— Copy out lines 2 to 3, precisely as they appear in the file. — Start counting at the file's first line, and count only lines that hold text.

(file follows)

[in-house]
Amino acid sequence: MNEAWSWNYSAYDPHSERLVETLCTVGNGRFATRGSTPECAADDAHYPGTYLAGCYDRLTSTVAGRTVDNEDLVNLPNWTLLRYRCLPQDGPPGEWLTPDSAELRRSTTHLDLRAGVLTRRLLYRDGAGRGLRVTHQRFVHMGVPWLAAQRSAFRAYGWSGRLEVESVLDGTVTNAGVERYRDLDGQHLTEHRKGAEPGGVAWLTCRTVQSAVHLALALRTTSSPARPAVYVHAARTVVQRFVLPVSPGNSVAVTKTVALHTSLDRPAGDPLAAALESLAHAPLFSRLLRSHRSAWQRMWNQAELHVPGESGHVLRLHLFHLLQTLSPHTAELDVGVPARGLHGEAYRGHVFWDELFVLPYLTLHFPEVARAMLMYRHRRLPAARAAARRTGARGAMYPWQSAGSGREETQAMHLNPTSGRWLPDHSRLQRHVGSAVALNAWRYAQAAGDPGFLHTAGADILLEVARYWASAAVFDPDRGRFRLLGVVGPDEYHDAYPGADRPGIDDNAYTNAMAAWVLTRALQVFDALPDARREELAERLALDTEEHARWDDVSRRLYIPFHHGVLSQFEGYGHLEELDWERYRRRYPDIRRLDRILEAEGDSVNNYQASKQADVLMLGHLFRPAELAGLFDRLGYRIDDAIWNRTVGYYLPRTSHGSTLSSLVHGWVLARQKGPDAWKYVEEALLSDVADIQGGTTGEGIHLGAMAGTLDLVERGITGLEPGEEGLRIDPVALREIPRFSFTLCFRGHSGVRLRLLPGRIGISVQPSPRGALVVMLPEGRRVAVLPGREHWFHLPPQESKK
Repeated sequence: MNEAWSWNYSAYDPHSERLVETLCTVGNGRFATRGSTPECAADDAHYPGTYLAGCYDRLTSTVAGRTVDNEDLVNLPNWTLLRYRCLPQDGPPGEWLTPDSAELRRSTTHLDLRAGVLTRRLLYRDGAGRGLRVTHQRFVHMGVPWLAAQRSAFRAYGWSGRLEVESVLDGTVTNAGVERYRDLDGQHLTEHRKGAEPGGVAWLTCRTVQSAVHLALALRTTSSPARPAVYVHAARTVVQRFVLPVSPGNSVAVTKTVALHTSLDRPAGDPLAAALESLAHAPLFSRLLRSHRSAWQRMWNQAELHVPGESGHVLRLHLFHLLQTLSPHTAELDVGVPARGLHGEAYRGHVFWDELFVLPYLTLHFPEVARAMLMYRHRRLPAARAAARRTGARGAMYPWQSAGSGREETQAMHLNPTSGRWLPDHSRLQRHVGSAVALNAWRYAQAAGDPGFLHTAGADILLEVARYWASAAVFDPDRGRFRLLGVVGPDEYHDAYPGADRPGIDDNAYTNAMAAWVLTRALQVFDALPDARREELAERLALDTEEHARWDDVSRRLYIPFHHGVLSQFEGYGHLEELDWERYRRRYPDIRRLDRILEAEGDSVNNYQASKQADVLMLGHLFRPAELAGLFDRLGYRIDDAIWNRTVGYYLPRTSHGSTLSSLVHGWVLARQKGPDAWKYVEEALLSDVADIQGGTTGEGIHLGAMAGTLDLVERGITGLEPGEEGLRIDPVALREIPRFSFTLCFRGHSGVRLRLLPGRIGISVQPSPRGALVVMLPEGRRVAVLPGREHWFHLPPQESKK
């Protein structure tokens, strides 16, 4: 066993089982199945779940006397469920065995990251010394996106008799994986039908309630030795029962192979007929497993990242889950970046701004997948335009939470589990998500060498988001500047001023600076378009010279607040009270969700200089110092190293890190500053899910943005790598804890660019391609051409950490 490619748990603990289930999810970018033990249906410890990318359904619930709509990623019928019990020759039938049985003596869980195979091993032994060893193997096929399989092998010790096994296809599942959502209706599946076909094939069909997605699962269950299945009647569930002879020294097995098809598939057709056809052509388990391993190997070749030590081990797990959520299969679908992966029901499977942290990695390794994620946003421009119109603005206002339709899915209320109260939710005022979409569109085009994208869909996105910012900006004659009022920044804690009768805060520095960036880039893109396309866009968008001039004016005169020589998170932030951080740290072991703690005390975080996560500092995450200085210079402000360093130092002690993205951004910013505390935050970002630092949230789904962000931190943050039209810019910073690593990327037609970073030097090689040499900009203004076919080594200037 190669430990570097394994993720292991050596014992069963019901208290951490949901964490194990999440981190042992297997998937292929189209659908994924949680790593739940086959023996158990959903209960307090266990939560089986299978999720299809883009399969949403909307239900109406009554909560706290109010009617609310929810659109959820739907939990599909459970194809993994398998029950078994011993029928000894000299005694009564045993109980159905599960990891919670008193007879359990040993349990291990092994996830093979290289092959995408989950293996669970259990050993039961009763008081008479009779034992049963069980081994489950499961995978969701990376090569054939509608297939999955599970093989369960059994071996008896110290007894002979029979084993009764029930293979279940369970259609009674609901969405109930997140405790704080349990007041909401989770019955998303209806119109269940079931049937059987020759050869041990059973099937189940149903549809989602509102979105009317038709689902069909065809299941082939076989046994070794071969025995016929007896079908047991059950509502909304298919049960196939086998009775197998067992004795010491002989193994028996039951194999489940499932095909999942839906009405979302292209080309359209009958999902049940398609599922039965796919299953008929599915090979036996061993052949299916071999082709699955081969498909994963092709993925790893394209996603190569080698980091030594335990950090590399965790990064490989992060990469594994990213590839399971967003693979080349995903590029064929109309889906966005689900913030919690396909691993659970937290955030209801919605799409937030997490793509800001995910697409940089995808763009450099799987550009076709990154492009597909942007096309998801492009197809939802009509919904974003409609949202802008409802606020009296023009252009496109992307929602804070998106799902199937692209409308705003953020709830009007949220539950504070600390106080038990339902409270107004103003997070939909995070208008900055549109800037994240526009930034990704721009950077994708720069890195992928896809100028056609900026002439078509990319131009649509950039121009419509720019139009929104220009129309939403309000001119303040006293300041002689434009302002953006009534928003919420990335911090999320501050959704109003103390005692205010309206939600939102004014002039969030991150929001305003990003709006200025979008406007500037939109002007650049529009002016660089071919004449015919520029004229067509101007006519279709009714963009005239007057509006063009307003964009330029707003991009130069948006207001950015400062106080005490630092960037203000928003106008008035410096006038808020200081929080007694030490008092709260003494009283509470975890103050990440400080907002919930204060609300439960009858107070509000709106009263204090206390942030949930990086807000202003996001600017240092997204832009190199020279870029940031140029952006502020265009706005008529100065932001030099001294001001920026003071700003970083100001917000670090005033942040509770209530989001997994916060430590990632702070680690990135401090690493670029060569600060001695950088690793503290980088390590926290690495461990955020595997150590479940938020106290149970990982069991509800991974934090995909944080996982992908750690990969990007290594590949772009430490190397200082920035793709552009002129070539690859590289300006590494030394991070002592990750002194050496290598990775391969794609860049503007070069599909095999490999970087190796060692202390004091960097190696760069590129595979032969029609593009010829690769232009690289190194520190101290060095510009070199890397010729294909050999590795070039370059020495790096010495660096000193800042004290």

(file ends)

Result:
Amino acid sequence: MNEAWSWNYSAYDPHSERLVETLCTVGNGRFATRGSTPECAADDAHYPGTYLAGCYDRLTSTVAGRTVDNEDLVNLPNWTLLRYRCLPQDGPPGEWLTPDSAELRRSTTHLDLRAGVLTRRLLYRDGAGRGLRVTHQRFVHMGVPWLAAQRSAFRAYGWSGRLEVESVLDGTVTNAGVERYRDLDGQHLTEHRKGAEPGGVAWLTCRTVQSAVHLALALRTTSSPARPAVYVHAARTVVQRFVLPVSPGNSVAVTKTVALHTSLDRPAGDPLAAALESLAHAPLFSRLLRSHRSAWQRMWNQAELHVPGESGHVLRLHLFHLLQTLSPHTAELDVGVPARGLHGEAYRGHVFWDELFVLPYLTLHFPEVARAMLMYRHRRLPAARAAARRTGARGAMYPWQSAGSGREETQAMHLNPTSGRWLPDHSRLQRHVGSAVALNAWRYAQAAGDPGFLHTAGADILLEVARYWASAAVFDPDRGRFRLLGVVGPDEYHDAYPGADRPGIDDNAYTNAMAAWVLTRALQVFDALPDARREELAERLALDTEEHARWDDVSRRLYIPFHHGVLSQFEGYGHLEELDWERYRRRYPDIRRLDRILEAEGDSVNNYQASKQADVLMLGHLFRPAELAGLFDRLGYRIDDAIWNRTVGYYLPRTSHGSTLSSLVHGWVLARQKGPDAWKYVEEALLSDVADIQGGTTGEGIHLGAMAGTLDLVERGITGLEPGEEGLRIDPVALREIPRFSFTLCFRGHSGVRLRLLPGRIGISVQPSPRGALVVMLPEGRRVAVLPGREHWFHLPPQESKK
Repeated sequence: MNEAWSWNYSAYDPHSERLVETLCTVGNGRFATRGSTPECAADDAHYPGTYLAGCYDRLTSTVAGRTVDNEDLVNLPNWTLLRYRCLPQDGPPGEWLTPDSAELRRSTTHLDLRAGVLTRRLLYRDGAGRGLRVTHQRFVHMGVPWLAAQRSAFRAYGWSGRLEVESVLDGTVTNAGVERYRDLDGQHLTEHRKGAEPGGVAWLTCRTVQSAVHLALALRTTSSPARPAVYVHAARTVVQRFVLPVSPGNSVAVTKTVALHTSLDRPAGDPLAAALESLAHAPLFSRLLRSHRSAWQRMWNQAELHVPGESGHVLRLHLFHLLQTLSPHTAELDVGVPARGLHGEAYRGHVFWDELFVLPYLTLHFPEVARAMLMYRHRRLPAARAAARRTGARGAMYPWQSAGSGREETQAMHLNPTSGRWLPDHSRLQRHVGSAVALNAWRYAQAAGDPGFLHTAGADILLEVARYWASAAVFDPDRGRFRLLGVVGPDEYHDAYPGADRPGIDDNAYTNAMAAWVLTRALQVFDALPDARREELAERLALDTEEHARWDDVSRRLYIPFHHGVLSQFEGYGHLEELDWERYRRRYPDIRRLDRILEAEGDSVNNYQASKQADVLMLGHLFRPAELAGLFDRLGYRIDDAIWNRTVGYYLPRTSHGSTLSSLVHGWVLARQKGPDAWKYVEEALLSDVADIQGGTTGEGIHLGAMAGTLDLVERGITGLEPGEEGLRIDPVALREIPRFSFTLCFRGHSGVRLRLLPGRIGISVQPSPRGALVVMLPEGRRVAVLPGREHWFHLPPQESKK